For loads of specific skills to teach them and things to discuss check our guide to wild schooling. Just remember the forest school ethos of including risk-taking (which actually helps teach kids how to take risks responsibly, without damaging themselves or the environment) and promoting curiosity!
You could even let them have a go at whittling (under a watchful eye of course!).
Kids love fun science experiments, especially on a camping trip. They will really enjoy actually doing the experiment, but make sure to discuss why they saw what they did. The best thing to do is encourage curiosity.
There are loads of possibilities for camping-related experiments you could do. Why not collect rocks to experiment on, desalinate water, make leaf rubbings, marshmallow constellations or do the coke and mentos experiment!
For instructions on how to do each of these experiments, check out our camping science experiments.
Another great way to teach your kids about the natural world and ecosystems around them is by trying to identify trees. It helps children to understand the different types of leaves, bark, branches and buds as well as differentiate between broadleaf and coniferous trees.
Entertaining the kids
Once the kids get bored of learning, it’s time for some non-educational fun! If you’re camping with a big group, then large kids games are a must. They will all get tired out and have an unforgettable time- making for happy, well-rested kids.
However, even in a small group there are so many fun activities for them to do: crafts, card-games and scavenger hunts are just the tip of the iceberg!
Check out Entertaining kids camping for loads of tips for how to keep kids off their phones and have fun in the natural world instead.
Den building is also a great way to entertain kids for hours on end, for loads of tips on how to build bivouacs, here is a general guide to den-building.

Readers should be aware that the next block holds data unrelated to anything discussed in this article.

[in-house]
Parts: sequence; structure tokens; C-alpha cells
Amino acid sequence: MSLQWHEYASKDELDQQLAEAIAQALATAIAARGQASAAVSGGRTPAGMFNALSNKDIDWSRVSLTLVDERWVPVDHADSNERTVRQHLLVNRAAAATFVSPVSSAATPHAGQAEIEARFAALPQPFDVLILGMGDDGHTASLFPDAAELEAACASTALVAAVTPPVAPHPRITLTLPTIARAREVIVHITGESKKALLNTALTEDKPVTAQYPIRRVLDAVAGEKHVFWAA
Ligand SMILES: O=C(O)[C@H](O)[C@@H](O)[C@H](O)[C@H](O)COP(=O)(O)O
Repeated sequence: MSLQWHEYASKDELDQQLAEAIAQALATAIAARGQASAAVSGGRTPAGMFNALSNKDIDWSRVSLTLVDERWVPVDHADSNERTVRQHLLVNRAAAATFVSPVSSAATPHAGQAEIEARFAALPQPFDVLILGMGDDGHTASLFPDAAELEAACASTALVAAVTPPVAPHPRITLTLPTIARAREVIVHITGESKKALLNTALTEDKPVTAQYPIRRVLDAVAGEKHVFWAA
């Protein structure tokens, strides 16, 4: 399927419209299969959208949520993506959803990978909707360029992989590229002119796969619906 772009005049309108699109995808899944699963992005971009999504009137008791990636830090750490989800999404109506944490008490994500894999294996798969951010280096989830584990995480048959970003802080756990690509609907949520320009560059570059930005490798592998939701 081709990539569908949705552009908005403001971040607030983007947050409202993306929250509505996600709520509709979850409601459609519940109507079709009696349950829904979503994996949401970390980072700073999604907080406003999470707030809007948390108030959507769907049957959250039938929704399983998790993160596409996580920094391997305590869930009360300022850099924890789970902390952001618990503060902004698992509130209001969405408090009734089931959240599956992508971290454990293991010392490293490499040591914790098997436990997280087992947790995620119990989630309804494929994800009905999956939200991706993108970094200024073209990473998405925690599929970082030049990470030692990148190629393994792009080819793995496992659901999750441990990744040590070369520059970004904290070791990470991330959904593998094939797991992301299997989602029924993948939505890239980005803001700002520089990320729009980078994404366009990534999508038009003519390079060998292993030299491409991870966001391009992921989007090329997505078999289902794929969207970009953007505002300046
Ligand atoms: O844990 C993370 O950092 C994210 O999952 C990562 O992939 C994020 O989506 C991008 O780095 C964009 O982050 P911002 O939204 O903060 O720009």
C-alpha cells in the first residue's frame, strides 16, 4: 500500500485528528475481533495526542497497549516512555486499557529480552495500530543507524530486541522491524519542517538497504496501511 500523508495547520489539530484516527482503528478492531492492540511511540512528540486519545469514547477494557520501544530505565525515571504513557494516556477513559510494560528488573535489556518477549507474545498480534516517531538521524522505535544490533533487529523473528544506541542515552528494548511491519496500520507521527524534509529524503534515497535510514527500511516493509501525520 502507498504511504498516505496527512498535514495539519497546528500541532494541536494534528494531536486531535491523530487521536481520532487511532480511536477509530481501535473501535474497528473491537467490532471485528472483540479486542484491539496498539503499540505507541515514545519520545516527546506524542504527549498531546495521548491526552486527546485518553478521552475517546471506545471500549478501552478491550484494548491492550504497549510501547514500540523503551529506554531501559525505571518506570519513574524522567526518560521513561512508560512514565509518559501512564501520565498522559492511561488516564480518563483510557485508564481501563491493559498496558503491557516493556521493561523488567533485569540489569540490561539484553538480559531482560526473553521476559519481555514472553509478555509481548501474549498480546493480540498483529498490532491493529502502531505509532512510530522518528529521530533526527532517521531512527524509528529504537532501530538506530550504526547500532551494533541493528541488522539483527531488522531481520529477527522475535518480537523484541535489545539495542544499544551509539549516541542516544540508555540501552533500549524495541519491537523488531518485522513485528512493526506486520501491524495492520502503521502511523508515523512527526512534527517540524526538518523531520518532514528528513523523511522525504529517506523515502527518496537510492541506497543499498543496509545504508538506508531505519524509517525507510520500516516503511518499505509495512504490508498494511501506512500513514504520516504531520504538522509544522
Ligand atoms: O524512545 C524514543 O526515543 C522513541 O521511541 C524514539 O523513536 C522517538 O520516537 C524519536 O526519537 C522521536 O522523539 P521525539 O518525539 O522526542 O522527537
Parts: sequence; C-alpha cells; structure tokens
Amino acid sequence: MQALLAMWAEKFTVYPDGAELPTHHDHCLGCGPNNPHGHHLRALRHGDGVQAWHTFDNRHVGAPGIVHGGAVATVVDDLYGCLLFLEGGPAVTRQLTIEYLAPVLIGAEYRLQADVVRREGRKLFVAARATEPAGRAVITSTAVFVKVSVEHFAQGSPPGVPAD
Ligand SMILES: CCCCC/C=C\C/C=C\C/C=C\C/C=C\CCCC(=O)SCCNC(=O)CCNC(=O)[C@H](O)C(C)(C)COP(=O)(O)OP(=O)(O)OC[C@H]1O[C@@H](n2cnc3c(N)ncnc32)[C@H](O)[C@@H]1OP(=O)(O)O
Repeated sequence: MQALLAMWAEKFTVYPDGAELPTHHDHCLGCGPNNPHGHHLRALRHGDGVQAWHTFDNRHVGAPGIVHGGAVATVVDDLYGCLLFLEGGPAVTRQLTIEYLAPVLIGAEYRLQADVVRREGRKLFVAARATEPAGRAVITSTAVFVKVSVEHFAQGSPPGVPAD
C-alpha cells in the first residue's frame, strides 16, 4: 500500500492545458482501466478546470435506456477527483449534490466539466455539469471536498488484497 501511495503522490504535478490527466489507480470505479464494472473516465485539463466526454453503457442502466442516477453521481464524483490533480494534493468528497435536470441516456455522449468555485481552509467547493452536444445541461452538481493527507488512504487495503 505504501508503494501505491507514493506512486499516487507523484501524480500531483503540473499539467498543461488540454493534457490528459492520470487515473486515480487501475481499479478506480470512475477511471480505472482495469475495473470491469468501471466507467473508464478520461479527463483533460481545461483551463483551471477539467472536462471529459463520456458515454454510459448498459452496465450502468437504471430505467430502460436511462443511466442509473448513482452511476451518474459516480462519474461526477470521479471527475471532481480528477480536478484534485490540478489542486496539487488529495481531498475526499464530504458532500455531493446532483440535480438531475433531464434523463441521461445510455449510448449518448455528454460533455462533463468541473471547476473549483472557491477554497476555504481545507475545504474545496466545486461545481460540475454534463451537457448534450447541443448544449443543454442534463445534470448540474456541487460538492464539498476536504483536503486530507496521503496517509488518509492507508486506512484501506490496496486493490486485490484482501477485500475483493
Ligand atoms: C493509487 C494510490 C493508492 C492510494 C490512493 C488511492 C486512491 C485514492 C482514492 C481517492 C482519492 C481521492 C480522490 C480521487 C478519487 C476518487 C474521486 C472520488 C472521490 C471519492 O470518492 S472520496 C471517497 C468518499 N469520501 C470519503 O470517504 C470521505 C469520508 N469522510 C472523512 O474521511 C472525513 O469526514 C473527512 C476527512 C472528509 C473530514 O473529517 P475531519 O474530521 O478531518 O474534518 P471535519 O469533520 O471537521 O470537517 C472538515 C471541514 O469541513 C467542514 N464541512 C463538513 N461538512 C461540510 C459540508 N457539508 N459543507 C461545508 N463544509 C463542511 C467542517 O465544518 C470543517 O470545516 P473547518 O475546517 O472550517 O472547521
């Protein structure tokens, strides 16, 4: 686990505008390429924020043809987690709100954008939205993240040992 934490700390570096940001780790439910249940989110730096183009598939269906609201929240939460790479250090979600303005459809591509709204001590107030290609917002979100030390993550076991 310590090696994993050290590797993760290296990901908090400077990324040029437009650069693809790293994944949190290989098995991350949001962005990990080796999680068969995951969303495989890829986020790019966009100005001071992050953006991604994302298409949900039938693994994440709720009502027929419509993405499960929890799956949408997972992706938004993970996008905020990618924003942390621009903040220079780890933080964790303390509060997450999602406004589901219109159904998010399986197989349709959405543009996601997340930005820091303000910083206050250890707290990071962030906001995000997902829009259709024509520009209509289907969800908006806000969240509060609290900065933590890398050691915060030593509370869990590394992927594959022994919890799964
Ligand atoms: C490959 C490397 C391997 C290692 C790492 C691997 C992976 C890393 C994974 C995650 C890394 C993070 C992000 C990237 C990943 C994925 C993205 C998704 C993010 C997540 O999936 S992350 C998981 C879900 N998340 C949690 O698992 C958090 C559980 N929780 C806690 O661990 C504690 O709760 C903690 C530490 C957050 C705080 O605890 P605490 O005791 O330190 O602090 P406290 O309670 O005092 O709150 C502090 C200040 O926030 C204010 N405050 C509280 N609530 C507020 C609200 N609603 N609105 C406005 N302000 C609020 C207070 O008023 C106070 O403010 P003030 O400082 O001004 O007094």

Why not bring some walkie-talkies on your camping trip. There are ways you can incorporate walkie-talkies into any ordinary game (such as hide and seek, cops and robbers, or capture the flag)- which makes them even more strategic and fun.
Walkie talkies are also great for kids to play imaginary games with. Importantly, they make camping safer, as kids who are too young to use phones can get in contact with you if they get lost.
For more tips, here is a guide on camping with walkie-talkies.
What to do on a rainy day
Don’t despair if the forecast for your trip is all rain clouds! There is so much you can do to keep occupied whilst rain patters down on the roof of your tent. As long as you keep your tent dry, everyone will have a lovely time.
A few key tips are to make sure bags don’t touch the sides of your tent and place a tarp underneath the tent, making sure the edges are tucked underneath.
Rainy days are also perfect for lazy movie nights, you could even bring a projector to make your tent feel like a cinema.
Taking kids camping will be a great experience for both you and them. Kids will love to be able to spend all their time running around in the countryside and playing games, and you’ll be surprised to find how their enthusiasm and energy adds something to the camping experience.
I hope you and your little ones (or bigger little ones) have a great trip!
Here’s me signing out and thank you so much for reading.